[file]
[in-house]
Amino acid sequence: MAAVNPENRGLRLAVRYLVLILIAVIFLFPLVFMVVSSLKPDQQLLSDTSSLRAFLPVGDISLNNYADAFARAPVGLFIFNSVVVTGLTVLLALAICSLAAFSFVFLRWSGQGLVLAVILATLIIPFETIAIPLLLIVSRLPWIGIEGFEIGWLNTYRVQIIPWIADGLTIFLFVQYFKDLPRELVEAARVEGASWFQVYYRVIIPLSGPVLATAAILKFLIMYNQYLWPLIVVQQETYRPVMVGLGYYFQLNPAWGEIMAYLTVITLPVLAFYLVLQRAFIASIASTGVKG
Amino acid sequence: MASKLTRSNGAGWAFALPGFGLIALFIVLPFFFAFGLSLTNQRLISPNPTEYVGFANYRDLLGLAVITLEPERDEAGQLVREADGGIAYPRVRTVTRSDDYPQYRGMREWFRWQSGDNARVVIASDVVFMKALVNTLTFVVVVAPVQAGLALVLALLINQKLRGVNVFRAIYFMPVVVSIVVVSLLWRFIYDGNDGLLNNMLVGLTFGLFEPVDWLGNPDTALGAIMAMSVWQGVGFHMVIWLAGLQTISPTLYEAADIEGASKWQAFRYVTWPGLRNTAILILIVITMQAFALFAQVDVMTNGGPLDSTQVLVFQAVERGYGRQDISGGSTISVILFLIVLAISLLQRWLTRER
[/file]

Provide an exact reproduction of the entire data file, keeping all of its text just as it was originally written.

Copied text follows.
[in-house]
Amino acid sequence: MAAVNPENRGLRLAVRYLVLILIAVIFLFPLVFMVVSSLKPDQQLLSDTSSLRAFLPVGDISLNNYADAFARAPVGLFIFNSVVVTGLTVLLALAICSLAAFSFVFLRWSGQGLVLAVILATLIIPFETIAIPLLLIVSRLPWIGIEGFEIGWLNTYRVQIIPWIADGLTIFLFVQYFKDLPRELVEAARVEGASWFQVYYRVIIPLSGPVLATAAILKFLIMYNQYLWPLIVVQQETYRPVMVGLGYYFQLNPAWGEIMAYLTVITLPVLAFYLVLQRAFIASIASTGVKG
Amino acid sequence: MASKLTRSNGAGWAFALPGFGLIALFIVLPFFFAFGLSLTNQRLISPNPTEYVGFANYRDLLGLAVITLEPERDEAGQLVREADGGIAYPRVRTVTRSDDYPQYRGMREWFRWQSGDNARVVIASDVVFMKALVNTLTFVVVVAPVQAGLALVLALLINQKLRGVNVFRAIYFMPVVVSIVVVSLLWRFIYDGNDGLLNNMLVGLTFGLFEPVDWLGNPDTALGAIMAMSVWQGVGFHMVIWLAGLQTISPTLYEAADIEGASKWQAFRYVTWPGLRNTAILILIVITMQAFALFAQVDVMTNGGPLDSTQVLVFQAVERGYGRQDISGGSTISVILFLIVLAISLLQRWLTRER